Rolling Stone points out that “Guitarist Marc Ribot helped Tom Waits refine a new, weird Americana on 1985's “Rain Dogs”, and since then he's become the go-to guitar guy for all kinds of roots-music adventurers: Robert Plant and Alison Krauss, Elvis Costello, John Mellencamp.” Additional recording credits include Soloman Burke, Neko Case, Diana Krall, Beth Orton, Marianne Faithful, Arto Lindsay, Caetano Veloso, Laurie Anderson, Susana Baca, McCoy Tyner, The Jazz Passengers, Medeski, Martin & Wood, Cibo Matto, Jamaaladeen Tacuma, James Carter, Vinicio Capposella (Italy), Auktyon (Russia), Vinicius Cantuaria, Sierra Maestra (Cuba), Alain Bashung (France), Marisa Monte, Allen Ginsburg, Madeleine Peyroux, Sam Phillips, and more recently Joe Henry, Allen Toussaint, Norah Jones, Akiko Yano, The Black Keys, Jeff Bridges, Jolie Holland, Elton John/Leon Russell and many others. Ribot frequently collaborates with producer T Bone Burnett, most notably on Alison Krauss and Robert Plant's Grammy Award winning "Raising Sand" and regularly works with composer John Zorn.
Marc has released 25 albums under his own name over a 40-year career, exploring everything from the pioneering jazz of Albert Ayler with his group “Spiritual Unity” (Pi Recordings), to the Cuban son of Arsenio Rodríguez with two critically acclaimed releases on Atlantic Records under “Marc Ribot Y Los Cubanos Postizos”. His avant power trio/post-rock band, Marc Ribot’s Ceramic Dog (Pi Recordings), continues the lineage of his earlier experimental no-wave/punk/noise groups Rootless Cosmopolitans (Island Antilles) and Shrek (Tzadik). Marc's solo recordings include "Marc Ribot Plays The Complete Works of Frantz Casseus" (Les Disques Du Crepuscule), "John Zorn’s The Book of Heads" (Tzadik), "Don't Blame Me" (DIW), "Saints" (Atlantic), "Exercises in Futility" (Tzadik), and his latest “Silent Movies” released in 2010 on Pi Recordings was described as a "down-in-mouth-near master piece" by the Village Voice and has landed on several Best of 2010 lists including the LA Times and critical praise across the board. 2014 saw the monumental release: “Marc Ribot Trio Live at the Village Vanguard” (Pi Recordings), documenting Marc’s first headline and the return of Henry Grimes at the historical venue in 2012, included on various Best of 2014 lists including Downbeat Magazine and NPR’s 50 Favorites. 2018 starts off with the release of not one but two politically charged albums: “YRU Still Here?” (Northern Spy), the long awaited third album from Ribot’s post-rock/noise trio Ceramic Dog, and “Songs of Resistance” (featuring guest vocalists Tom Waits, Steve Earle, Meshell Ndegeocello and more on Anti- Records), both voicing anger and outrage during these turbulent times.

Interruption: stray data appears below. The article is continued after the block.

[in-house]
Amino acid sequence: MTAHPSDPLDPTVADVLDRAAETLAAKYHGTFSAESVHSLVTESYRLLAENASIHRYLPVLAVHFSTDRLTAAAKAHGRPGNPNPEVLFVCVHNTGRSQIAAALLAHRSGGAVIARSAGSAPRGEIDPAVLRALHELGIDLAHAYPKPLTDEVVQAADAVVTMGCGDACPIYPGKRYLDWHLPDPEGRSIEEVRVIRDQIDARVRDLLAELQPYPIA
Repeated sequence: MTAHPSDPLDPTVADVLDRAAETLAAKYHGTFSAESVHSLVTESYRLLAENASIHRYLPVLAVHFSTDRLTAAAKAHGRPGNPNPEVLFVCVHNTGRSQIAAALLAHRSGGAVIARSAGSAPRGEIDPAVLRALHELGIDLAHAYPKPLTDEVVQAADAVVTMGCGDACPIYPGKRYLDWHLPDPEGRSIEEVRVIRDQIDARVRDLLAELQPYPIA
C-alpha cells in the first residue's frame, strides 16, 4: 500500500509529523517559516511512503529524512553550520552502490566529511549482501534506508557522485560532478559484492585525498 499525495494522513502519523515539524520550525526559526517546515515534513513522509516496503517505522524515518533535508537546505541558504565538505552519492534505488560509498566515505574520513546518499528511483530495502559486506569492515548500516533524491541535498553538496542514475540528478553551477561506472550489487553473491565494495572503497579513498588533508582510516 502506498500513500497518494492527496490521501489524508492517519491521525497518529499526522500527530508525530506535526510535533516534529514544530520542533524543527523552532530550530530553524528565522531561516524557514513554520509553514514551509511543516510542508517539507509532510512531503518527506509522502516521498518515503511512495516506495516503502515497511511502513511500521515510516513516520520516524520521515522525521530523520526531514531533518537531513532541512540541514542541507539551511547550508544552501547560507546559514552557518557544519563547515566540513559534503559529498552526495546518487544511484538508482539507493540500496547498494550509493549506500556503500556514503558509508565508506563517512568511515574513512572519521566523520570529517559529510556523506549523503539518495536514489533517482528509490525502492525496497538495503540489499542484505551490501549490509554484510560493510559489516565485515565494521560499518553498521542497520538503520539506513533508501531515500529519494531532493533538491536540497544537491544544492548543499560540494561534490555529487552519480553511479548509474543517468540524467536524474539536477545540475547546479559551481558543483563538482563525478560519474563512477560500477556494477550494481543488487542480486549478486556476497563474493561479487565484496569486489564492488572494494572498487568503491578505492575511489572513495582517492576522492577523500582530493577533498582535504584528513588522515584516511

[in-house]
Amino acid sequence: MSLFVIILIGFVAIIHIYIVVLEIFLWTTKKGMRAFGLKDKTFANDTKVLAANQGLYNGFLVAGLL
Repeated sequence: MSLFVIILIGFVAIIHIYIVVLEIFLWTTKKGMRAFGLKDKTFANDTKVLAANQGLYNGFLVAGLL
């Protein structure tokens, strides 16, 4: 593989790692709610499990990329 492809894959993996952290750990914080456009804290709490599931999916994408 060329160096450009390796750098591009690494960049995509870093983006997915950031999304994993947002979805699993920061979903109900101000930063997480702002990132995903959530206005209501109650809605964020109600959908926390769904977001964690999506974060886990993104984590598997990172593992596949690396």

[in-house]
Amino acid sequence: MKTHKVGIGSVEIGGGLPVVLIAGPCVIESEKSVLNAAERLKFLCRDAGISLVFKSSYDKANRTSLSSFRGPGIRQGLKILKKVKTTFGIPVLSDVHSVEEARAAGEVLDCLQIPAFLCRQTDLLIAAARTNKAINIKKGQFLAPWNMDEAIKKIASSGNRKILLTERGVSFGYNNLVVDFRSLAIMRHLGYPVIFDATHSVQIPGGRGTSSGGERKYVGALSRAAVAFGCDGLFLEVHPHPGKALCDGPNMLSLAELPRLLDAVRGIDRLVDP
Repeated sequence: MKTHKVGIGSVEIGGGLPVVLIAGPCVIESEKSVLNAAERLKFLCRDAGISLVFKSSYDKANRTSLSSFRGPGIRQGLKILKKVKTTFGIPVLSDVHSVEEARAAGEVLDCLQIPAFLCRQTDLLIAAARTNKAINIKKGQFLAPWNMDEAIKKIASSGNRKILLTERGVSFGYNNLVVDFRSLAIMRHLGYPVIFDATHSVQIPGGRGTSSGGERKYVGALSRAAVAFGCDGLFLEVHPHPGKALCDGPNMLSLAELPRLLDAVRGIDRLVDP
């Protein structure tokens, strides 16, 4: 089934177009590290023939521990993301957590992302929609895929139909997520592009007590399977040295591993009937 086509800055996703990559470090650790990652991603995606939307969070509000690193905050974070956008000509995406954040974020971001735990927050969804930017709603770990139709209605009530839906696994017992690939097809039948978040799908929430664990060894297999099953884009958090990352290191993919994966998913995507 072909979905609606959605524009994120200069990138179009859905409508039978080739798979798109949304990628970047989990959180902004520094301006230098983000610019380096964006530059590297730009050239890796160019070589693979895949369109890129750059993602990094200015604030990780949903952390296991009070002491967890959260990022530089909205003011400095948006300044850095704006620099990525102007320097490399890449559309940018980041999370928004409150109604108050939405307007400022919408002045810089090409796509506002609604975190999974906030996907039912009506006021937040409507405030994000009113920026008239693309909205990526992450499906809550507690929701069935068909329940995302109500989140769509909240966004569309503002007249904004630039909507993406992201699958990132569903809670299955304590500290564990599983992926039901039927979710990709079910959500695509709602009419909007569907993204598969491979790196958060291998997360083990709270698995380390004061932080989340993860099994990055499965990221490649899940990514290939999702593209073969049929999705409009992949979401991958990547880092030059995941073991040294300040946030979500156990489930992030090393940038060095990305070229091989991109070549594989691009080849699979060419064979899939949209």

Marc has performed on scores such as “The Kids Are All Right,” “Where the Wild Things Are,” "Walk The Line (Mangold)," "Everything is Illuminated," and "The Departed" (Scorcese)." Marc has also composed original scores including the French film Gare du Nord (Simon), the PBS documentary "Revolucion: Cinco Miradas," the film "Drunkboat," starring John Malkovich and John Goodman, a documentary film by Greg Feldman titled "Joe Schmoe," a feature film by director Joe Brewster titled "The Killing Zone", and dance pieces "In as Much as Life is Borrowed", by famed Belgian choreographer, Wim Vandekeybus, and Yoshiko Chuma's "Altogether Different". Marc also occasionally performs his live solo guitar score to Charlie Chaplin’s “The Kid”, which was commissioned by the NY Guitar Festival and premiered Jan 2010 at Merkin Hall, as well as live film scores to Jennifer Reeves experimental shorts.
In 2009, Marc was named curator and musical director for the year’s Century of Song Festival, part of the Ruhr Triennale in Germany. The concert series sparked new collaborations with Iggy Pop, Marianne Faithfull, David Hidalgo of Los Lobos, master cajón player Juan Medrano Cotito, Carla Bozulich and Tine Kindermann.
Marc's talents have also been showcased with a full symphony orchestra. Composer Stewart Wallace wrote a guitar concerto with orchestra specifically for Marc. The piece was premiered by the National Symphony Orchestra in Washington DC in July of 2004 and also appeared at The Cabrillo Festival in Santa Cruz, CA in August of 2005.
Marc is currently touring with several projects including his power trio Ceramic Dog with bassist Shahzad Ismaily and drummer Ches Smith, the Philly soul meets the harmolodics of Ornette Coleman’s The Young Philadelphians with Jamaaladeen Tacuma and Calvin Weston, and with Caged Funk, a project of funk arrangements of John Cage’s music.
This album contains no booklet.